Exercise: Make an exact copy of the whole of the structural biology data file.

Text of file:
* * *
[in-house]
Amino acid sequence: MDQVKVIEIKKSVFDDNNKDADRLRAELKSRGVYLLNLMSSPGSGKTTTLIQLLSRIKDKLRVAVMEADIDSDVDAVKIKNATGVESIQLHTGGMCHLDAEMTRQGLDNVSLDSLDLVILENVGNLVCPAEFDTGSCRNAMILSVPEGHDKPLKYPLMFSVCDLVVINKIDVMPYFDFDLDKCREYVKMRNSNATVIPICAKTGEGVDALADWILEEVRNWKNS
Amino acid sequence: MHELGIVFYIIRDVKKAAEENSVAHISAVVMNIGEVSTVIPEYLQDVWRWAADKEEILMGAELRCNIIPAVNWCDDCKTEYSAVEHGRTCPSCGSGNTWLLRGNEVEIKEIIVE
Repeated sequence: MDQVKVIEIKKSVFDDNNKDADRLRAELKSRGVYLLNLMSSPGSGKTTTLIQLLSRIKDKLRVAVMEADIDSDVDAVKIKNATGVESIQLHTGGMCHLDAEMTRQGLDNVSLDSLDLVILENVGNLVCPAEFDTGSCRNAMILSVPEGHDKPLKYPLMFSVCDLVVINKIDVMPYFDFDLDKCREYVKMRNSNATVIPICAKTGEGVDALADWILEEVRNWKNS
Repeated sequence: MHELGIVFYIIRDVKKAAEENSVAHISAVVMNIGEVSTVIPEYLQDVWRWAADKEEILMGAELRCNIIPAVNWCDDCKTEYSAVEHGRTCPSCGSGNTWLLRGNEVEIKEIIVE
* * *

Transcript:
[in-house]
Amino acid sequence: MDQVKVIEIKKSVFDDNNKDADRLRAELKSRGVYLLNLMSSPGSGKTTTLIQLLSRIKDKLRVAVMEADIDSDVDAVKIKNATGVESIQLHTGGMCHLDAEMTRQGLDNVSLDSLDLVILENVGNLVCPAEFDTGSCRNAMILSVPEGHDKPLKYPLMFSVCDLVVINKIDVMPYFDFDLDKCREYVKMRNSNATVIPICAKTGEGVDALADWILEEVRNWKNS
Amino acid sequence: MHELGIVFYIIRDVKKAAEENSVAHISAVVMNIGEVSTVIPEYLQDVWRWAADKEEILMGAELRCNIIPAVNWCDDCKTEYSAVEHGRTCPSCGSGNTWLLRGNEVEIKEIIVE
Repeated sequence: MDQVKVIEIKKSVFDDNNKDADRLRAELKSRGVYLLNLMSSPGSGKTTTLIQLLSRIKDKLRVAVMEADIDSDVDAVKIKNATGVESIQLHTGGMCHLDAEMTRQGLDNVSLDSLDLVILENVGNLVCPAEFDTGSCRNAMILSVPEGHDKPLKYPLMFSVCDLVVINKIDVMPYFDFDLDKCREYVKMRNSNATVIPICAKTGEGVDALADWILEEVRNWKNS
Repeated sequence: MHELGIVFYIIRDVKKAAEENSVAHISAVVMNIGEVSTVIPEYLQDVWRWAADKEEILMGAELRCNIIPAVNWCDDCKTEYSAVEHGRTCPSCGSGNTWLLRGNEVEIKEIIVE